Experiments in Rereading, a talk by Alison Waller

You are invited to a Reading, Writing and Memory Research Group seminar

Wednesday 13th January

1-2pm, Fincham 001 

‘Experiments in Rereading: childist criticism and the bibliomemoir’

Alison Waller, NCRCL 

When Hugh Crago mused in an article in Signal in 1979 ‘whether it could be useful if I, and some others, were to set down what we do recall about our reading habits in childhood’ he was a relatively lone voice representing an interest in autobibliography in the field of children’s literature. In the years following, autobibliography – or bibliomemoir – has become an increasingly visible and valid methodology for exploring questions about childhood reading, with critics and popular writers examining their own youthful reading histories from a variety of perspectives and for multiple purposes. In this paper, I focus particularly on the practice of rereading in autobibliographical criticism and in the boom of contemporary bibliomemoirs, exploring what adult voices can tell us about early reading experiences by reflecting on childhood books they have returned to later in life. This alternative ‘childist criticism’ raises new issues and reflects a range of assumptions about children and their personal reading, and in this paper I will set out some of the patterns of ‘compliance’ and ‘resistance’ that can be observed in accounts of rereading such as Francis Spufford’s The Child that Books Built (2002), Rick Gekoski’s Outside of a Dog (2009), and Patricia Meyer Spacks’ On Rereading (2011).

ALL WELCOME

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Roehampton Readers: The Middle of Nowhere by Geraldine McCaughrean

Review: The Middle of Nowhere by Geraldine McCaughrean (2013)

By Alison Waller

Comity Pinny lives in the middle of nowhere – at a tiny telegraph post in the Australian outback with her recently widowed father, to be precise. At first glance, Kinkindele Repeater Station does not seem to be the most exciting setting for a Geraldine McCaughrean’s latest fictional offering, but as ever, the author manages to conjure up a world teeming with life and energy, even in the most remote of places. Trees, snakes, camels, and horses emerge as vibrant figures in this landscape, while the Station itself is the hub of various social interactions and inevitable tensions between the employees of the British Australian Telegraph Company, the local people who live on the land, and Afghan traders who bring supplies and news. For young Comity, it is the home where her mother used to tell her stories and play the piano, and where her only friend is the Aborigine boy Fred with whom she shares a rich imaginative life. When a new telegraph assistant called arrives, their peaceful existence is destroyed. Quartz Hogg is exciting, but obnoxious and predatory, disrupting Herbert Pinny’s professional operation of the telegraph wire and relentlessly persecuting Fred for daring to befriend a white girl. When Hogg starts drinking, a whole series of events are set in motion that threaten the integrity of the Telegraph Company and the fragile peace of the whole area…and Comity emerges as the remarkable heroine who must save the day.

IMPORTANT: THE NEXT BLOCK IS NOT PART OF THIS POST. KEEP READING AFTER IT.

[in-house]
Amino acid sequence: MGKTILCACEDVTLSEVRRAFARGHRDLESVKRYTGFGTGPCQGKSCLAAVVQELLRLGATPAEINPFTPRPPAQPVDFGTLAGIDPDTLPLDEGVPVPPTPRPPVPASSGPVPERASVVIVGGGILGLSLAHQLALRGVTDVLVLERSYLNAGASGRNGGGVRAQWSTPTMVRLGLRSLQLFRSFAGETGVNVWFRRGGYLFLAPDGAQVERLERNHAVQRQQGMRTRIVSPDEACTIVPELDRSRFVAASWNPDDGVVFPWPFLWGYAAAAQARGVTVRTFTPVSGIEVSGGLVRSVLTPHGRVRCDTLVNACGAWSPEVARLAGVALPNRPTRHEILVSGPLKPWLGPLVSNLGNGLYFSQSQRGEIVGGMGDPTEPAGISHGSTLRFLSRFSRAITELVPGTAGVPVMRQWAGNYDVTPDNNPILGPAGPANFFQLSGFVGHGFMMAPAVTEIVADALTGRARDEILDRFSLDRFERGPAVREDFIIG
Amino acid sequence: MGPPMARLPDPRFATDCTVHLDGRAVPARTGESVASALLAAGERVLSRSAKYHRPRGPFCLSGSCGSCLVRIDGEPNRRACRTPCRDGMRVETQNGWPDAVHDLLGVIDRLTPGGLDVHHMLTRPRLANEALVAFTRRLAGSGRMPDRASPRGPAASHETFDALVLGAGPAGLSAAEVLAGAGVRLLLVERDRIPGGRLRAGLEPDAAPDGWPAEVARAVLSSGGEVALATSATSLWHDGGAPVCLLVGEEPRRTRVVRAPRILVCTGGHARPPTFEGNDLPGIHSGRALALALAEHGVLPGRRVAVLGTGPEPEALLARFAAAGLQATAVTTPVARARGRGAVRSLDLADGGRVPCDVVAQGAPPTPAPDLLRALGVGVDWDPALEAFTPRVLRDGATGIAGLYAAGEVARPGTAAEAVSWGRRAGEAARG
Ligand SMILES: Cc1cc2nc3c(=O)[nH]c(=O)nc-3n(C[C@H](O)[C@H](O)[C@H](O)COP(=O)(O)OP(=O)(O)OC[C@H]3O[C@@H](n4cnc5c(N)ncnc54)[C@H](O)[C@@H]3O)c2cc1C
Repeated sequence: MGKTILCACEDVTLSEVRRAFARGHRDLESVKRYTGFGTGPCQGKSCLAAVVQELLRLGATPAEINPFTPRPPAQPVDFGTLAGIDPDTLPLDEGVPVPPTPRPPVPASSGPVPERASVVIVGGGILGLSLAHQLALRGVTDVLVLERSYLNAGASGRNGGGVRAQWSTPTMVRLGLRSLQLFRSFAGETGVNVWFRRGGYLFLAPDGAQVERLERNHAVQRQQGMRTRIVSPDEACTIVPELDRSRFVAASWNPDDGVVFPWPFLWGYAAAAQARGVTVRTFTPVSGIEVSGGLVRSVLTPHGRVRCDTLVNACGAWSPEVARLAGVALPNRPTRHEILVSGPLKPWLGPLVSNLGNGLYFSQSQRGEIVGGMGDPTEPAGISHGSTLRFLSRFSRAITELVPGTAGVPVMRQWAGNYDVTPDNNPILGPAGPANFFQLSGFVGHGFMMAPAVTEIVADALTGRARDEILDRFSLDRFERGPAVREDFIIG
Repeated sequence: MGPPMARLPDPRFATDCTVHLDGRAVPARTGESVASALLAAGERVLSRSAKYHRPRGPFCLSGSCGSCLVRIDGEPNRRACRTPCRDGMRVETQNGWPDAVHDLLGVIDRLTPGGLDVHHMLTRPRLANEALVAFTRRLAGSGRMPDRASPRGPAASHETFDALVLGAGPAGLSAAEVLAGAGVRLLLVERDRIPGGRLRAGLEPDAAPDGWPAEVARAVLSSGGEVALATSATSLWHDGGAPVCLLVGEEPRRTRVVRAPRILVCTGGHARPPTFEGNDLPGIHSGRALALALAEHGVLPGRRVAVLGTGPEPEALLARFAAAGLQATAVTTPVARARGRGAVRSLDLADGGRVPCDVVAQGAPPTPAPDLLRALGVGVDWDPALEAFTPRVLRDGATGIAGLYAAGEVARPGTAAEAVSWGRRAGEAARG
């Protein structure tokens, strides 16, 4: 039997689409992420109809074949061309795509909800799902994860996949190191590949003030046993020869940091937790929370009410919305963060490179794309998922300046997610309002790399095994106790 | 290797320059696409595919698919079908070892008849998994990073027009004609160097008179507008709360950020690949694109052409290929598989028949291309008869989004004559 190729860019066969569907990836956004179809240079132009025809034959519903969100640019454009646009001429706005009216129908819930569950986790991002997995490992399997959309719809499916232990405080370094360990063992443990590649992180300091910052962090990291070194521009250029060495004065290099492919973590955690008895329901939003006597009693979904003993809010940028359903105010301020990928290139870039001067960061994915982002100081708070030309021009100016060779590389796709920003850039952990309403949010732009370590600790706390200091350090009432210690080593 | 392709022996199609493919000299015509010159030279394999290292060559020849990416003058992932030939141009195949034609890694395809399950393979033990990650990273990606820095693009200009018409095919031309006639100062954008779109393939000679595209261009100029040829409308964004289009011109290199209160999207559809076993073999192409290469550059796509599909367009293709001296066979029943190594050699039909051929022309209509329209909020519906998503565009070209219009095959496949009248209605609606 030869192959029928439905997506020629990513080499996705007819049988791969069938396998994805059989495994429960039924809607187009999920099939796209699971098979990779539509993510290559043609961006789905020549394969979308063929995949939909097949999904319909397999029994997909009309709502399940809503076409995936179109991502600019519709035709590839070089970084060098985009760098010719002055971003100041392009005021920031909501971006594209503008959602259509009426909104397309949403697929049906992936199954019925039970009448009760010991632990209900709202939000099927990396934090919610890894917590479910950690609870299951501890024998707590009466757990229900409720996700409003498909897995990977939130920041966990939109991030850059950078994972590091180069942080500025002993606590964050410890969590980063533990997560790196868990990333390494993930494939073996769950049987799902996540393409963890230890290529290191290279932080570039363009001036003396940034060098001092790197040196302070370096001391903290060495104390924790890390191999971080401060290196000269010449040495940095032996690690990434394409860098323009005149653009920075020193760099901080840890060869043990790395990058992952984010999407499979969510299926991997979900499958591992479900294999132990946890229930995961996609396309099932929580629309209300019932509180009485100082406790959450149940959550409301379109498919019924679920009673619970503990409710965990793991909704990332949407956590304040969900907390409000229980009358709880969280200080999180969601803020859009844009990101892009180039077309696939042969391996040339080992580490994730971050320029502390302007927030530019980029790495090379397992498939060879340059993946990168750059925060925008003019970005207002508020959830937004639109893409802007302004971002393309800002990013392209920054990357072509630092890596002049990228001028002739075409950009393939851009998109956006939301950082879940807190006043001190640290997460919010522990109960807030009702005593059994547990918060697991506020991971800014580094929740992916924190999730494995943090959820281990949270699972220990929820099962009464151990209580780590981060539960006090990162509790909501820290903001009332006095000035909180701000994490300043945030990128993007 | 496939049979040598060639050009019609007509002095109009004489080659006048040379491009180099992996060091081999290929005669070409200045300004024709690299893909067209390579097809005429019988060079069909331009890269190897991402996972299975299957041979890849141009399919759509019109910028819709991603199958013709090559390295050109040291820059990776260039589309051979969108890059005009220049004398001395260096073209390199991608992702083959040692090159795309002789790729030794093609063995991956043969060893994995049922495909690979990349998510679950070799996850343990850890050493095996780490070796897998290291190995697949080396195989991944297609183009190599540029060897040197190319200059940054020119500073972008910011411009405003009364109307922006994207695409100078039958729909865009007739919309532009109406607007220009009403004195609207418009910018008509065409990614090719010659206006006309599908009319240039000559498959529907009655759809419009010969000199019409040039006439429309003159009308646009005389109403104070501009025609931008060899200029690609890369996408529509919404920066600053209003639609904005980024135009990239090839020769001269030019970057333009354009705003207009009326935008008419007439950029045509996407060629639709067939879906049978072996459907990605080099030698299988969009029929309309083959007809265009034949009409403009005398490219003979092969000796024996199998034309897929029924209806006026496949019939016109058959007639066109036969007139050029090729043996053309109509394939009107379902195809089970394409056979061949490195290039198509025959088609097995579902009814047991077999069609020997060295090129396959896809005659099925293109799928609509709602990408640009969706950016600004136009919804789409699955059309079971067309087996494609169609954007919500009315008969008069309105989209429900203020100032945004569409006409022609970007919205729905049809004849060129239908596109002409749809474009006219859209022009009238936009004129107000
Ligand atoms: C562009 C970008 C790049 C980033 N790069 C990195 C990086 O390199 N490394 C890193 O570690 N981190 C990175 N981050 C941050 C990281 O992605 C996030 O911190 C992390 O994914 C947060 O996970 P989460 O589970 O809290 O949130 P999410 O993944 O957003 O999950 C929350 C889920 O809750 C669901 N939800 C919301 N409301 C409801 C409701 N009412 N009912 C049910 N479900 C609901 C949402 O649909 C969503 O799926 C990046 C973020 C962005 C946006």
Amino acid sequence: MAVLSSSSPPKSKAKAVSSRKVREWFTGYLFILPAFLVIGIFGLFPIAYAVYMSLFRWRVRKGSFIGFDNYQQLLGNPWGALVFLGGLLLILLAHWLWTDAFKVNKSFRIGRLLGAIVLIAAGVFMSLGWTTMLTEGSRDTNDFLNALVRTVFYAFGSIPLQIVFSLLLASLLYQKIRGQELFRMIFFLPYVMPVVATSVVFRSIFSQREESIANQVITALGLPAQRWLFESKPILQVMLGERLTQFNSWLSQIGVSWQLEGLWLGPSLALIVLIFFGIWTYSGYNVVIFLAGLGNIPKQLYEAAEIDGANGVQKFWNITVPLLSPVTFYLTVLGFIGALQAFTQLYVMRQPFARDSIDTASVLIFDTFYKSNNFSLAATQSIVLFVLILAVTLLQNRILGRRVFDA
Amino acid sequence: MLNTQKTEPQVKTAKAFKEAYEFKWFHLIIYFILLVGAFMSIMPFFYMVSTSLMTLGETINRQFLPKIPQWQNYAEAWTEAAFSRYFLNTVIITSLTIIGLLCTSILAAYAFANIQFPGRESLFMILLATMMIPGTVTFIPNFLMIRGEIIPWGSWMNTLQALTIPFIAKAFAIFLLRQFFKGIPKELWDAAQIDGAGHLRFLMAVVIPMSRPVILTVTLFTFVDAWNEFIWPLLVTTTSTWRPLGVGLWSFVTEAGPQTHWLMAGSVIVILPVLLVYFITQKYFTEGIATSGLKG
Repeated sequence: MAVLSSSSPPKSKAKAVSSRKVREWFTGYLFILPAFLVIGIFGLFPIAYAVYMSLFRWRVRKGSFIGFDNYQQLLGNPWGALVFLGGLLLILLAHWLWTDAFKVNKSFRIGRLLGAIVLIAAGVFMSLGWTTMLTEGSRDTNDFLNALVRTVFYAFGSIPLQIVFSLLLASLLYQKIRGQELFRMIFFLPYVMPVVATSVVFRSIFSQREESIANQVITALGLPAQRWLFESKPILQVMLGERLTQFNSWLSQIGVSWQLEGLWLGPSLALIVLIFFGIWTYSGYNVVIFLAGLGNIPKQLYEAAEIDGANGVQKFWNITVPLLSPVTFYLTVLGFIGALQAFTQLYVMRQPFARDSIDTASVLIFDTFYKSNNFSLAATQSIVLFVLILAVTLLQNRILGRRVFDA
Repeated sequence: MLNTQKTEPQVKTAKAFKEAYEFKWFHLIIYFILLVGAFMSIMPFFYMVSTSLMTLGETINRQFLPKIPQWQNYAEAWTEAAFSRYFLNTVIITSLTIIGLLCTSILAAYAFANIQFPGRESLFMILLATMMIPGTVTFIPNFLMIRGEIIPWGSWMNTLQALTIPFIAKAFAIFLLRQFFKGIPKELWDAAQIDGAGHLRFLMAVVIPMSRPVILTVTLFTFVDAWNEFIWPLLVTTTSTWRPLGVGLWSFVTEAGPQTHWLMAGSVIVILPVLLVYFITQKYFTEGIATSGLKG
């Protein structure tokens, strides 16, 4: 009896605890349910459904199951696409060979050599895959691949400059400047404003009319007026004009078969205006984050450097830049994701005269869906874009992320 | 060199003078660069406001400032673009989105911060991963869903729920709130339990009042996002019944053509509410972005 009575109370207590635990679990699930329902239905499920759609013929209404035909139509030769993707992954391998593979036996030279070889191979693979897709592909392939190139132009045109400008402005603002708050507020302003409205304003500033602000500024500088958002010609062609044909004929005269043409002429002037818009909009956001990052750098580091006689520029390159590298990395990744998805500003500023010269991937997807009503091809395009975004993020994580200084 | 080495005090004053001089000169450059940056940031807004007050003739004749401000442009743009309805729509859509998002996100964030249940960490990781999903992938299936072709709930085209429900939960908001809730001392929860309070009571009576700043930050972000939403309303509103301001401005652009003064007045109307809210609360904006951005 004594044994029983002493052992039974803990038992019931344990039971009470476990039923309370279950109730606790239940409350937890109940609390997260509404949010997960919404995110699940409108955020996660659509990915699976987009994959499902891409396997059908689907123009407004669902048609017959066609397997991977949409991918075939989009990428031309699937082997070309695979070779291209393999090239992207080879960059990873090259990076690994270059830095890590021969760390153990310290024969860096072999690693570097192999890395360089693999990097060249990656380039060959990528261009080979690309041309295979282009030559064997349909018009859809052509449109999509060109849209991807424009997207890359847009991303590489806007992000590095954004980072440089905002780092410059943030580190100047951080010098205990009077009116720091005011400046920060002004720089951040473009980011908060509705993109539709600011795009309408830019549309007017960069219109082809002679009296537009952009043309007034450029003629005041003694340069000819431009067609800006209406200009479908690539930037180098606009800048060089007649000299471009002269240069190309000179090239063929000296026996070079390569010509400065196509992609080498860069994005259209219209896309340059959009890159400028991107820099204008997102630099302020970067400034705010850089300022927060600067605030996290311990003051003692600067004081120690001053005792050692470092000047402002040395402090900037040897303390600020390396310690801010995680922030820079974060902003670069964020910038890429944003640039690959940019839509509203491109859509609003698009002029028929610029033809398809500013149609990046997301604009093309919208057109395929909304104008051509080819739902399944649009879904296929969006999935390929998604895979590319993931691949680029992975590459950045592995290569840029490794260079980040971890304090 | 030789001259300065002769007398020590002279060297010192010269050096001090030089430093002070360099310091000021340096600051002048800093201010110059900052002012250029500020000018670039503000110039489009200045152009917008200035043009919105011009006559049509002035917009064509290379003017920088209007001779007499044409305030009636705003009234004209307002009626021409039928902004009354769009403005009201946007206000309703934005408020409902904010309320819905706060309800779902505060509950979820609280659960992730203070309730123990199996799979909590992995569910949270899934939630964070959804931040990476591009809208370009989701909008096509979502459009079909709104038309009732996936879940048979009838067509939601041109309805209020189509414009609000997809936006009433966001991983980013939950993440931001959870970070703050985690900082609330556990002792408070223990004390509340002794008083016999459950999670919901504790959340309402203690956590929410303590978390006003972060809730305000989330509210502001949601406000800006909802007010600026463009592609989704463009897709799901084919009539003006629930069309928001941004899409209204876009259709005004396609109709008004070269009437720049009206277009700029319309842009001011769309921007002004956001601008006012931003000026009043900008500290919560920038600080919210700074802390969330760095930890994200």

The telegraph running across this vast nation is a brilliant metaphor for a story that deals in connections, miscommunications, and the relationships between communities as well as between mankind and the environment. The novel also really thrives on the strength of McCaughrean’s heroine, who is vulnerable and sometimes afraid but also clever and brave, often without knowing it. The author has stated before that most of her central characters ‘lack confidence but overcome their timidity or low self-esteem to win through in the end,’ and by the end of The Middle of Nowhere, Comity has certainly been on this journey. She is supported throughout by a cast of comic characters – Quartz Hogg and the Pinny’s awful relatives, ‘the obnoxious Blighs’ are effective as grotesque caricatures – and there is also a sympathetic attempt to show how individuals might negotiate difference, particularly as Comity comes to question things she has been told about the exotic Afghan people. For me, McCaughrean’s only faltering note comes with her portrayal of Fred, whose mixed Aborigine-British dialect is initially difficult to digest and whose role in the story loses momentum towards the thrilling climax. Other than this slight quibble, I enjoyed the novel immensely: it is a worthy addition to McCaughrean’s impressive catalogue of novels for young readers.

Carnegie Greenway MedalsThe Roehampton Readers participated in the CILIP Carnegie & Kate Greenway Children’s Book Awards as a shadowing group. Meeting at the University of Roehampton to discuss the shortlists, their reviews were then posted to the shadowing site itself. Over this summer, we are sharing a selection of the reviews with you as part of the ongoing activity here at NCRCL. The Roehampton Readers group was coordinated by NCRCL PhD student, Kay Waddilove. 

Travels in Children’s Literature

We asked two of the current students of the MA in Children’s Literature, Judith Digby and Katharina Schaefers, to write about their experiences from the Travels in Children’s Literature module taught by Dr Alison Waller in Spring 2015.

As part of the MA in Children’s Literature, the Travel in Children’s Literature module aims to ‘examine the importance of travel and journeys in classic and contemporary children’s literature. Through texts such as the seminal Gulliver’s Travels and more recent books such as The White Darkness by Geraldine McCaughrean, students will explore the role of literary children as explorers and adventurers, but also as refugees, migrants, tourists, and students of the world. From accounts of personal odysseys to stories of historical or fantastic voyages, the texts studied will raise questions about how children can move through geographical and imaginative space, as well as issues of nation, race and culture.’

To find out more about Travels in Children’s Literature or the MA/PGDip programme, read Judith and Katharina’s reviews below and consider attending the NCRCL Open Day or Virtual Open Day 2015.

Continue reading

Boys and Girls, Then and Now

Boys and Girls, Then and Now: